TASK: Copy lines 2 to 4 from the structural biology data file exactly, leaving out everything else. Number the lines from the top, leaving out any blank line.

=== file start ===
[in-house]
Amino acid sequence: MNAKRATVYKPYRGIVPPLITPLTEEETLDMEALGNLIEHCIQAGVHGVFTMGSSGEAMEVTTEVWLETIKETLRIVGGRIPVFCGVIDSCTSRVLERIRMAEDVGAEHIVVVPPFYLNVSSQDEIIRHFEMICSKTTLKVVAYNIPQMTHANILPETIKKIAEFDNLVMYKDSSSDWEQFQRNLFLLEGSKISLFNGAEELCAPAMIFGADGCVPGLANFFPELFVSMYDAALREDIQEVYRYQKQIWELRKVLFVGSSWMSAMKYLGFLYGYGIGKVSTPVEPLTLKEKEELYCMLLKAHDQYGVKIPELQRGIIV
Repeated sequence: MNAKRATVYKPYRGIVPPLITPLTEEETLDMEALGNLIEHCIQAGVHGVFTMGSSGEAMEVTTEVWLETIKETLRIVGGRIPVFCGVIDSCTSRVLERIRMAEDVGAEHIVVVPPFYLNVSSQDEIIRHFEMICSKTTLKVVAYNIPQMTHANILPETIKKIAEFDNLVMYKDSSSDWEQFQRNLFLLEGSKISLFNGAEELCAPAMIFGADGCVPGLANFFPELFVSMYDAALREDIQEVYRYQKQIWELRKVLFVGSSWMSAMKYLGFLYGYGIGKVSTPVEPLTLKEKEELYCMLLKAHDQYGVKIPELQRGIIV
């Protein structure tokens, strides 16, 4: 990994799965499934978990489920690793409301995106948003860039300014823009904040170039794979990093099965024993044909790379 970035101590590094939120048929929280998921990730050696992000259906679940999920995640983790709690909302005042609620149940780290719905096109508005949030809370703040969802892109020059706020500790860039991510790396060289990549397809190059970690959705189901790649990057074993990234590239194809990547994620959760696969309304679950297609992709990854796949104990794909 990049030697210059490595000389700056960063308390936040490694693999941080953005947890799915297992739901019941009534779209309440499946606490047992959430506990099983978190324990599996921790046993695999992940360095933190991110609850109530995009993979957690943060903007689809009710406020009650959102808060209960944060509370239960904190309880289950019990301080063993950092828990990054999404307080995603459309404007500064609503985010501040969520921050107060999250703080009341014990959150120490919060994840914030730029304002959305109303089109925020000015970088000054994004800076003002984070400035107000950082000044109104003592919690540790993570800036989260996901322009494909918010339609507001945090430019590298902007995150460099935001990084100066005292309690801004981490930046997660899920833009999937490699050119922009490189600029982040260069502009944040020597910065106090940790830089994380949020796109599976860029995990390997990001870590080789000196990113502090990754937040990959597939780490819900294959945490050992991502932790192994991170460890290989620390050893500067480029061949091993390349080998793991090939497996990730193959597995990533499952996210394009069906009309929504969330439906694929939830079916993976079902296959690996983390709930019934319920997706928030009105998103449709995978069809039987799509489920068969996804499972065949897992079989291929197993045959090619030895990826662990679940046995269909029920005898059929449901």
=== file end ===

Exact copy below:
Amino acid sequence: MNAKRATVYKPYRGIVPPLITPLTEEETLDMEALGNLIEHCIQAGVHGVFTMGSSGEAMEVTTEVWLETIKETLRIVGGRIPVFCGVIDSCTSRVLERIRMAEDVGAEHIVVVPPFYLNVSSQDEIIRHFEMICSKTTLKVVAYNIPQMTHANILPETIKKIAEFDNLVMYKDSSSDWEQFQRNLFLLEGSKISLFNGAEELCAPAMIFGADGCVPGLANFFPELFVSMYDAALREDIQEVYRYQKQIWELRKVLFVGSSWMSAMKYLGFLYGYGIGKVSTPVEPLTLKEKEELYCMLLKAHDQYGVKIPELQRGIIV
Repeated sequence: MNAKRATVYKPYRGIVPPLITPLTEEETLDMEALGNLIEHCIQAGVHGVFTMGSSGEAMEVTTEVWLETIKETLRIVGGRIPVFCGVIDSCTSRVLERIRMAEDVGAEHIVVVPPFYLNVSSQDEIIRHFEMICSKTTLKVVAYNIPQMTHANILPETIKKIAEFDNLVMYKDSSSDWEQFQRNLFLLEGSKISLFNGAEELCAPAMIFGADGCVPGLANFFPELFVSMYDAALREDIQEVYRYQKQIWELRKVLFVGSSWMSAMKYLGFLYGYGIGKVSTPVEPLTLKEKEELYCMLLKAHDQYGVKIPELQRGIIV
């Protein structure tokens, strides 16, 4: 990994799965499934978990489920690793409301995106948003860039300014823009904040170039794979990093099965024993044909790379 970035101590590094939120048929929280998921990730050696992000259906679940999920995640983790709690909302005042609620149940780290719905096109508005949030809370703040969802892109020059706020500790860039991510790396060289990549397809190059970690959705189901790649990057074993990234590239194809990547994620959760696969309304679950297609992709990854796949104990794909 990049030697210059490595000389700056960063308390936040490694693999941080953005947890799915297992739901019941009534779209309440499946606490047992959430506990099983978190324990599996921790046993695999992940360095933190991110609850109530995009993979957690943060903007689809009710406020009650959102808060209960944060509370239960904190309880289950019990301080063993950092828990990054999404307080995603459309404007500064609503985010501040969520921050107060999250703080009341014990959150120490919060994840914030730029304002959305109303089109925020000015970088000054994004800076003002984070400035107000950082000044109104003592919690540790993570800036989260996901322009494909918010339609507001945090430019590298902007995150460099935001990084100066005292309690801004981490930046997660899920833009999937490699050119922009490189600029982040260069502009944040020597910065106090940790830089994380949020796109599976860029995990390997990001870590080789000196990113502090990754937040990959597939780490819900294959945490050992991502932790192994991170460890290989620390050893500067480029061949091993390349080998793991090939497996990730193959597995990533499952996210394009069906009309929504969330439906694929939830079916993976079902296959690996983390709930019934319920997706928030009105998103449709995978069809039987799509489920068969996804499972065949897992079989291929197993045959090619030895990826662990679940046995269909029920005898059929449901």